BUT as we have discussed before,  if a majority of GOP voters in a district \ state really support additional gun-control laws,  they need to vote in the GOP primary for a candidate that is pro-gun-control.    In fact the NRA makes this easy for ALL voters since the NRA 'scores' each candidate.    Historically the candidates with the 'good' NRA scores continue to win.    That isn't because of luck,  but because voters really don't care about gun-control.     If they now do, they can change how they vote in 2018. 

The same goes with Tax Reform;   polling shows that most people do NOT favor tax-cuts for the rich.   

 

 

Share this post


Link to post
Share on other sites
16 minutes ago, mr6666 said:

C'mon....... The GOP members in Congress are in the pocket of those that PAY for them. 

<_<

The GOP are voted in by their electorate, as James points out any time some one brings up the NRA, but what isn't mentioned is how the opinions and voting habits of that same electorate are molded and influenced by the lobbyists. People sometimes think that lobbyists only cajole legislators to vote one way or another, but that's just one facet of a larger operation that also includes TV advertising, paid syndicated newspaper editorials, talking-point memos sent out to talk radio and TV pundits, carefully crafted "outrage" stories for news sites and social media, and "scientific studies" bought and paid for by the lobbyists' clients that will favor whichever position they want it to. This also extends to having legislators deny funding to research efforts that may have unfavorable results for whichever group is paying, such as the number of police shootings, or environmental impact studies related to mining/oil/gas/fracking/etc.

So yes, to be reductive, the voters put the politicians in office, not the lobbyists, but the lobbyists are manufacturing the opinions of those voters on multiple fronts.

  • Like 1
  • Thanks 1

Share this post


Link to post
Share on other sites
1 hour ago, mr6666 said:

C'mon....... The GOP members in Congress are in the pocket of those that PAY for them. 

<_<

& only start groveling & BSing their electorate (who have notoriously SHORT attention spans & shorter memories) a few months before their elections

 

"We'll tell you ANYthing you want to hear..."

-Howard Beale "Network"

  • Like 1

Share this post


Link to post
Share on other sites
2 hours ago, mr6666 said:

C'mon....... The GOP members in Congress are in the pocket of those that PAY for them. 

<_<

I don't see much of a difference.   Those that 'PAY for them' also VOTED for them.     Face facts;  The GOP is able to win elections.  The Dems,,, not so much.   :lol:

Share this post


Link to post
Share on other sites
2 hours ago, LawrenceA said:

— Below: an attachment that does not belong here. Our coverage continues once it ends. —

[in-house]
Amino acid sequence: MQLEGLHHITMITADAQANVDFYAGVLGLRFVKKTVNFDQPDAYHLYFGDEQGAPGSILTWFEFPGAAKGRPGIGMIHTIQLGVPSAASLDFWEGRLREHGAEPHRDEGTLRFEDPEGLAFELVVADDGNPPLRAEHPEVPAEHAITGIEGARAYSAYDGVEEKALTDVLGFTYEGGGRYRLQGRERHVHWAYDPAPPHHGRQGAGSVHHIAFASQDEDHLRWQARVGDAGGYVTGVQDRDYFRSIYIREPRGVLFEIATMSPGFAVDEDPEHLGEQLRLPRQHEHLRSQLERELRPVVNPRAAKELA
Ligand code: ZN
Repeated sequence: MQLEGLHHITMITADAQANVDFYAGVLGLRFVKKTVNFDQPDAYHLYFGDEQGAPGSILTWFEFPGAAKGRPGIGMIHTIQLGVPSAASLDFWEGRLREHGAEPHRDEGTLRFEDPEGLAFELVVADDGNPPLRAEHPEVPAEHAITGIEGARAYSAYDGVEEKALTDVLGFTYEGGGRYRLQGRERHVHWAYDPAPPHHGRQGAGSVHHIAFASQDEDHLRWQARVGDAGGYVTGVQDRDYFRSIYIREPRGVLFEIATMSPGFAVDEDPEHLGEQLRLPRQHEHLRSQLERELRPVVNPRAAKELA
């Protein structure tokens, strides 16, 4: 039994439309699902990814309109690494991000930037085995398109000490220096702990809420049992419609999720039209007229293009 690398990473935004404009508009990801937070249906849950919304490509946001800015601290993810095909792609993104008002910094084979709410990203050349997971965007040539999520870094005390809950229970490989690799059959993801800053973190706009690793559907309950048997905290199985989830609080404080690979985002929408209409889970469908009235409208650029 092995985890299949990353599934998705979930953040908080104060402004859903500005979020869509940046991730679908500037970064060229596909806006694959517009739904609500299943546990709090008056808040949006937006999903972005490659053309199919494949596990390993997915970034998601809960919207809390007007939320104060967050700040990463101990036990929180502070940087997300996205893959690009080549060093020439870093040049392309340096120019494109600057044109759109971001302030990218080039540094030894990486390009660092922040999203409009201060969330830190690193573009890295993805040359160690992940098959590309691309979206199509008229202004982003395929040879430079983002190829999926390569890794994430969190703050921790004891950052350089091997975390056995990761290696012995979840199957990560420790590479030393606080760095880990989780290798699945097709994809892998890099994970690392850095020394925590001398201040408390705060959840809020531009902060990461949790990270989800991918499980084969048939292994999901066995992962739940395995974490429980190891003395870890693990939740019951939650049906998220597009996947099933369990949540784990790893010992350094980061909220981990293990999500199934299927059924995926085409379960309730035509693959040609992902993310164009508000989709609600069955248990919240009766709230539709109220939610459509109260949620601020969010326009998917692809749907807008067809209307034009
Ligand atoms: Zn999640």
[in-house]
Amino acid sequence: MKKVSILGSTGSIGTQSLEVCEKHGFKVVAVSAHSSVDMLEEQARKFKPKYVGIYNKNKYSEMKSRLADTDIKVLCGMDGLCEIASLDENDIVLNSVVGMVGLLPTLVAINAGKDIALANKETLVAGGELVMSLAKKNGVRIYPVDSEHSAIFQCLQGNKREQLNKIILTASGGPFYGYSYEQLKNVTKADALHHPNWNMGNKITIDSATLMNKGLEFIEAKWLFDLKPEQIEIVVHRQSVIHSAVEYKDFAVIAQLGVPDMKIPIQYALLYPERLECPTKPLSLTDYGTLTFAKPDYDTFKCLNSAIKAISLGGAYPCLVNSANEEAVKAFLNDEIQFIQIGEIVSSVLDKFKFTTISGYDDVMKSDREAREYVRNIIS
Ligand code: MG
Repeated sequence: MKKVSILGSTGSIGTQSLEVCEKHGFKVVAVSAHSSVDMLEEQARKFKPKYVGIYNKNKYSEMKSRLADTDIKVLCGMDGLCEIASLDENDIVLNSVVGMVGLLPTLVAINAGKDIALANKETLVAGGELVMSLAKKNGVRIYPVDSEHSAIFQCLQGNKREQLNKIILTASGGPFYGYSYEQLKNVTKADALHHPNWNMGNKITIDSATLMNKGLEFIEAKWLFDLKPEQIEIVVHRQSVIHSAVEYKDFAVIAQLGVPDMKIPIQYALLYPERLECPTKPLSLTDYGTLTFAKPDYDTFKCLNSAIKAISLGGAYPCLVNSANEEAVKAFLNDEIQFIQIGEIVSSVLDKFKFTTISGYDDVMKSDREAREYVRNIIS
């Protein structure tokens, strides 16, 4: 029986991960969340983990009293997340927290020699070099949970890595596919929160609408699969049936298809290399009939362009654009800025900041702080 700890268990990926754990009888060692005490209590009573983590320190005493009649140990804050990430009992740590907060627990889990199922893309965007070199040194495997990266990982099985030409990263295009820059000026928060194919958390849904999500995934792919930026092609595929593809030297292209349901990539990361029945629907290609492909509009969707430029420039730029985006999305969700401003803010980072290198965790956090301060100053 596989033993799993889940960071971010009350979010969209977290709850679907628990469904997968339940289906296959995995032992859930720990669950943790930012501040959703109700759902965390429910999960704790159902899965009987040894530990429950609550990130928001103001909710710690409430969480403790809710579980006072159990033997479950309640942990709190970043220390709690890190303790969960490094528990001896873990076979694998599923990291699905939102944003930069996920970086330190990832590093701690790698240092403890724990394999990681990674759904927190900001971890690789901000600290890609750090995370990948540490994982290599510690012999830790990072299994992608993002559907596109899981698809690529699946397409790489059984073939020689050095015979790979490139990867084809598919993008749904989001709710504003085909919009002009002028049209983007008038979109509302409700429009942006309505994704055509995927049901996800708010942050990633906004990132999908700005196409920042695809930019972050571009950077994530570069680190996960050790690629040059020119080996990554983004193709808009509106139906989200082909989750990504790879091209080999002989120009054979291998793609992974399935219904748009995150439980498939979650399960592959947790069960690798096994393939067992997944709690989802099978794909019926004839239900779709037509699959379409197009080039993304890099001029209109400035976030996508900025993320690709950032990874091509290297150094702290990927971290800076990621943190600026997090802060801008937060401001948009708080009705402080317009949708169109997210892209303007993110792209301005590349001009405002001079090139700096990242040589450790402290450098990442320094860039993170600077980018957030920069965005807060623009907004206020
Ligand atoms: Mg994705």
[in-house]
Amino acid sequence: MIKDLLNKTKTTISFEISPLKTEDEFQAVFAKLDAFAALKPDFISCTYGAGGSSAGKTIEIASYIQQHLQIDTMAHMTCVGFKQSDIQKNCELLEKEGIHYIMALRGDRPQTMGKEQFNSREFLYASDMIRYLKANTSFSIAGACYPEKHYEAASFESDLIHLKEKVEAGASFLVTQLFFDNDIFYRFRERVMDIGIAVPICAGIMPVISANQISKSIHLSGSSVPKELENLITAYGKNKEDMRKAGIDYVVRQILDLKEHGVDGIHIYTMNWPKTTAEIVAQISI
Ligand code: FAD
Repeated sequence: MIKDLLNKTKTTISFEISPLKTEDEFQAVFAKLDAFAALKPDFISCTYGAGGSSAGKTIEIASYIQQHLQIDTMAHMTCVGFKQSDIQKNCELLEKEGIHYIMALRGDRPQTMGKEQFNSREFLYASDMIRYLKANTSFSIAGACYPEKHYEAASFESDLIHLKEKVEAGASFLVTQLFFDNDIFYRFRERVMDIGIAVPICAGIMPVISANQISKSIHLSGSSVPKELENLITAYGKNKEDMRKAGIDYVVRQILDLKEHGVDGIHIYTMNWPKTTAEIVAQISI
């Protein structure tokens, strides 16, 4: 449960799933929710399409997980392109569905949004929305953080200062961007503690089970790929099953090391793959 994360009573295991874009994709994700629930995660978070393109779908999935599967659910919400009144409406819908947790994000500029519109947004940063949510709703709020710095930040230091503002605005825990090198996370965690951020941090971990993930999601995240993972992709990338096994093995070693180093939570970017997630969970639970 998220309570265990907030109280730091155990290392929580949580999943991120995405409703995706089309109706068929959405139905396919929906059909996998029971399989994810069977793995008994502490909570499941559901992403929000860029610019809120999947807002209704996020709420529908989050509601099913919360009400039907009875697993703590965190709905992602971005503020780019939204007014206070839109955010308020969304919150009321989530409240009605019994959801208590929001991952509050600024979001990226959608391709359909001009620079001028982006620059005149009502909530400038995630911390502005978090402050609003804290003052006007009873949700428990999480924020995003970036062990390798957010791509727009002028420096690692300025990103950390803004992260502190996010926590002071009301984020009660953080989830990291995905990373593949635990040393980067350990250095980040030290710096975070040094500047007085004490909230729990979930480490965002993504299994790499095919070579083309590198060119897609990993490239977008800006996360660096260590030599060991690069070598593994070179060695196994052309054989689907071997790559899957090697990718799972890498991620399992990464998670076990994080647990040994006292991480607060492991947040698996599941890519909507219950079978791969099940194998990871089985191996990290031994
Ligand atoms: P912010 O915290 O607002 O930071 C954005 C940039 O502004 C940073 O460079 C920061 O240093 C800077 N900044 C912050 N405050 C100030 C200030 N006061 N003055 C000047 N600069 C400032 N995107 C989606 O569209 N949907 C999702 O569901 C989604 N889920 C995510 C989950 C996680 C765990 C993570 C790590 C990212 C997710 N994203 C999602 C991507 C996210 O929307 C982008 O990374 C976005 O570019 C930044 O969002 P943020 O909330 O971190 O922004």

The GOP are voted in by their electorate, as James points out any time some one brings up the NRA, but what isn't mentioned is how the opinions and voting habits of that same electorate are molded and influenced by the lobbyists. People sometimes think that lobbyists only cajole legislators to vote one way or another, but that's just one facet of a larger operation that also includes TV advertising, paid syndicated newspaper editorials, talking-point memos sent out to talk radio and TV pundits, carefully crafted "outrage" stories for news sites and social media, and "scientific studies" bought and paid for by the lobbyists' clients that will favor whichever position they want it to. This also extends to having legislators deny funding to research efforts that may have unfavorable results for whichever group is paying, such as the number of police shootings, or environmental impact studies related to mining/oil/gas/fracking/etc.

So yes, to be reductive, the voters put the politicians in office, not the lobbyists, but the lobbyists are manufacturing the opinions of those voters on multiple fronts.

Of course lobbyist and activist mold and influence the electorate and therefore influence election outcomes.   That is part of their job.    Some are better than others.    There are gun-control lobbyist and activist group.    Why are they so ineffective and the NRA so effective?    To me that should be the focus of voters that wish for more gun-control laws in their state, as well as at the Federal level.     

In addition,  many here are saying that the NRA doesn't even represent the views of most gun-owners and NRA members.  I.e. that most gun-owners and NRA members want additional gun control laws.    If that is true, what does that says about how poorly these gun-control lobbyist and activist groups are at doing their job.   They must be hacks,  right?    

Note that in the passed I have mentioned MADD as it relates to a lobbyist group.  This group had to take on the Alcohol beverage industry (which has very deep pockets),  as well as the Restaurant industry.    MADD prevailed while being out funded,  big time.